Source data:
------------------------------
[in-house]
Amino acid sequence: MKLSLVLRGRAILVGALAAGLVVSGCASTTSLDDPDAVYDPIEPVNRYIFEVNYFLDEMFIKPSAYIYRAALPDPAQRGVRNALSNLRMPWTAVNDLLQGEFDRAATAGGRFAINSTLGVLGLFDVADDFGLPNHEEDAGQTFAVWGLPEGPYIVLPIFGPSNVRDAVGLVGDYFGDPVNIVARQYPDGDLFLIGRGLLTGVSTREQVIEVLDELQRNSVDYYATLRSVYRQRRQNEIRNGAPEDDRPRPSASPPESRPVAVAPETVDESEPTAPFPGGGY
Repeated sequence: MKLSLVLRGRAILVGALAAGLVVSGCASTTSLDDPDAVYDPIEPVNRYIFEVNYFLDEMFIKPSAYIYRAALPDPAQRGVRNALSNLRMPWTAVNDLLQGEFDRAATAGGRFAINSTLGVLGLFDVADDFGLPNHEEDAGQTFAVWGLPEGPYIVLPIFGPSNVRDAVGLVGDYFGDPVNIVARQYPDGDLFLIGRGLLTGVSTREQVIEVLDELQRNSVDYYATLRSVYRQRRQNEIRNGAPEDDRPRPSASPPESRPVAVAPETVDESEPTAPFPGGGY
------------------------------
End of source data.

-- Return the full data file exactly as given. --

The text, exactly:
[in-house]
Amino acid sequence: MKLSLVLRGRAILVGALAAGLVVSGCASTTSLDDPDAVYDPIEPVNRYIFEVNYFLDEMFIKPSAYIYRAALPDPAQRGVRNALSNLRMPWTAVNDLLQGEFDRAATAGGRFAINSTLGVLGLFDVADDFGLPNHEEDAGQTFAVWGLPEGPYIVLPIFGPSNVRDAVGLVGDYFGDPVNIVARQYPDGDLFLIGRGLLTGVSTREQVIEVLDELQRNSVDYYATLRSVYRQRRQNEIRNGAPEDDRPRPSASPPESRPVAVAPETVDESEPTAPFPGGGY
Repeated sequence: MKLSLVLRGRAILVGALAAGLVVSGCASTTSLDDPDAVYDPIEPVNRYIFEVNYFLDEMFIKPSAYIYRAALPDPAQRGVRNALSNLRMPWTAVNDLLQGEFDRAATAGGRFAINSTLGVLGLFDVADDFGLPNHEEDAGQTFAVWGLPEGPYIVLPIFGPSNVRDAVGLVGDYFGDPVNIVARQYPDGDLFLIGRGLLTGVSTREQVIEVLDELQRNSVDYYATLRSVYRQRRQNEIRNGAPEDDRPRPSASPPESRPVAVAPETVDESEPTAPFPGGGY